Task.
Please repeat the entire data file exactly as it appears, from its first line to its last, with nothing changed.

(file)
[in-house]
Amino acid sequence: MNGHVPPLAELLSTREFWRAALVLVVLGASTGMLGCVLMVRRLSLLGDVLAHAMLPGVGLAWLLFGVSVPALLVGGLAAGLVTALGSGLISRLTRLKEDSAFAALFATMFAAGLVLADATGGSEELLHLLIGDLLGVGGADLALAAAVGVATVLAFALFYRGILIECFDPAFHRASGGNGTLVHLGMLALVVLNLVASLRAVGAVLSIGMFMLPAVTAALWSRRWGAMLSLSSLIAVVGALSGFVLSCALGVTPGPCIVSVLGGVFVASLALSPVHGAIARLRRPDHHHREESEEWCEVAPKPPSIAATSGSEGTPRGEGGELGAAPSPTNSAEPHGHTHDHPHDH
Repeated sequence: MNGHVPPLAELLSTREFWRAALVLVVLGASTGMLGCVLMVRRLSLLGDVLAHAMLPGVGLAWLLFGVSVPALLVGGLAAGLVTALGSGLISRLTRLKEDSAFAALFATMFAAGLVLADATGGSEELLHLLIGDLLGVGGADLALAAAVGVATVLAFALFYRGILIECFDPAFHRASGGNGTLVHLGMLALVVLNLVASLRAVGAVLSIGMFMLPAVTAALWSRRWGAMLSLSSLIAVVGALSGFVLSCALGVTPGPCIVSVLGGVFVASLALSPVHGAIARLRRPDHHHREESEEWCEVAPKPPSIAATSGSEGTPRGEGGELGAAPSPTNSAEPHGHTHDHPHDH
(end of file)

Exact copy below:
[in-house]
Amino acid sequence: MNGHVPPLAELLSTREFWRAALVLVVLGASTGMLGCVLMVRRLSLLGDVLAHAMLPGVGLAWLLFGVSVPALLVGGLAAGLVTALGSGLISRLTRLKEDSAFAALFATMFAAGLVLADATGGSEELLHLLIGDLLGVGGADLALAAAVGVATVLAFALFYRGILIECFDPAFHRASGGNGTLVHLGMLALVVLNLVASLRAVGAVLSIGMFMLPAVTAALWSRRWGAMLSLSSLIAVVGALSGFVLSCALGVTPGPCIVSVLGGVFVASLALSPVHGAIARLRRPDHHHREESEEWCEVAPKPPSIAATSGSEGTPRGEGGELGAAPSPTNSAEPHGHTHDHPHDH
Repeated sequence: MNGHVPPLAELLSTREFWRAALVLVVLGASTGMLGCVLMVRRLSLLGDVLAHAMLPGVGLAWLLFGVSVPALLVGGLAAGLVTALGSGLISRLTRLKEDSAFAALFATMFAAGLVLADATGGSEELLHLLIGDLLGVGGADLALAAAVGVATVLAFALFYRGILIECFDPAFHRASGGNGTLVHLGMLALVVLNLVASLRAVGAVLSIGMFMLPAVTAALWSRRWGAMLSLSSLIAVVGALSGFVLSCALGVTPGPCIVSVLGGVFVASLALSPVHGAIARLRRPDHHHREESEEWCEVAPKPPSIAATSGSEGTPRGEGGELGAAPSPTNSAEPHGHTHDHPHDH